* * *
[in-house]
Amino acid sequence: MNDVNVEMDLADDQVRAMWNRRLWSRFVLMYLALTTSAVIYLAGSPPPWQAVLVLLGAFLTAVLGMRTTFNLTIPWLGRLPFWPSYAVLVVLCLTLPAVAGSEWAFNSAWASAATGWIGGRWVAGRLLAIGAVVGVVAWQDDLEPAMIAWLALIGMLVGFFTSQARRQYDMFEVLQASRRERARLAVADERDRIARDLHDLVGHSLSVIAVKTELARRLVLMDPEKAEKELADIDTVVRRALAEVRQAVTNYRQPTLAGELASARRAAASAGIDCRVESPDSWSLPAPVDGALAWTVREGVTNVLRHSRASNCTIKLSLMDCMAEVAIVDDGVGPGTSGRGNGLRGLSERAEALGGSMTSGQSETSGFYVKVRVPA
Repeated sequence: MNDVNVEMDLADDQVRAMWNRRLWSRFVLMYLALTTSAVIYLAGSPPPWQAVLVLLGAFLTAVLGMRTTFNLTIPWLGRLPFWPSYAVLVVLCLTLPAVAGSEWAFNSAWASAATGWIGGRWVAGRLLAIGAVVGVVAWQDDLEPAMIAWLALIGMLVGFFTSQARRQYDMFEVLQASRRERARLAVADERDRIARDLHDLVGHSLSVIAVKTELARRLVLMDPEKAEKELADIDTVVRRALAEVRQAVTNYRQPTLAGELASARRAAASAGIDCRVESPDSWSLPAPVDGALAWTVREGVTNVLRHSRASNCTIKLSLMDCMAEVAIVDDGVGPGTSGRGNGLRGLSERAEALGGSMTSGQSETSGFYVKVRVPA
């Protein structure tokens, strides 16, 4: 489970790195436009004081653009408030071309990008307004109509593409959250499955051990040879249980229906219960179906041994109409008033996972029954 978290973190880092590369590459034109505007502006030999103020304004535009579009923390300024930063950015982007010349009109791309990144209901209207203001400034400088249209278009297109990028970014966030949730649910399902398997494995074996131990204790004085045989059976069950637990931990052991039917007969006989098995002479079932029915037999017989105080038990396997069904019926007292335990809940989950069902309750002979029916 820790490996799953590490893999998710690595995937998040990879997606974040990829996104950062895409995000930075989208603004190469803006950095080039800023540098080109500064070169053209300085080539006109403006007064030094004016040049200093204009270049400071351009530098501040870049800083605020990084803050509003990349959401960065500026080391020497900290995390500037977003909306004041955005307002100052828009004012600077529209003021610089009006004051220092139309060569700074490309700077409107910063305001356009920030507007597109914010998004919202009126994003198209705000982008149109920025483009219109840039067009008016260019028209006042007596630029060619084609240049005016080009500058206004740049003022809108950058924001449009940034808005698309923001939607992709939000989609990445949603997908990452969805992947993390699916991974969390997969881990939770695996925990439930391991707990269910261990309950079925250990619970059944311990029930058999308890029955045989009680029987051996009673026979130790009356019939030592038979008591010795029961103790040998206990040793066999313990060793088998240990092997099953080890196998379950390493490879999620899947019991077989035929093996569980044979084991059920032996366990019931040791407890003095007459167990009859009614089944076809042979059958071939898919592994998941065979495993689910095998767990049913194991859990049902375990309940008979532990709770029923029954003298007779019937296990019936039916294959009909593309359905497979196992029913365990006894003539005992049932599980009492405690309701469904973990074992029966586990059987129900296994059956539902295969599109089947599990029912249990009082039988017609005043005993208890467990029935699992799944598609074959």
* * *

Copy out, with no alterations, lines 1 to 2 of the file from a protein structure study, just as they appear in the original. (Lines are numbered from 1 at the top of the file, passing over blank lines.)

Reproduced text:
[in-house]
Amino acid sequence: MNDVNVEMDLADDQVRAMWNRRLWSRFVLMYLALTTSAVIYLAGSPPPWQAVLVLLGAFLTAVLGMRTTFNLTIPWLGRLPFWPSYAVLVVLCLTLPAVAGSEWAFNSAWASAATGWIGGRWVAGRLLAIGAVVGVVAWQDDLEPAMIAWLALIGMLVGFFTSQARRQYDMFEVLQASRRERARLAVADERDRIARDLHDLVGHSLSVIAVKTELARRLVLMDPEKAEKELADIDTVVRRALAEVRQAVTNYRQPTLAGELASARRAAASAGIDCRVESPDSWSLPAPVDGALAWTVREGVTNVLRHSRASNCTIKLSLMDCMAEVAIVDDGVGPGTSGRGNGLRGLSERAEALGGSMTSGQSETSGFYVKVRVPA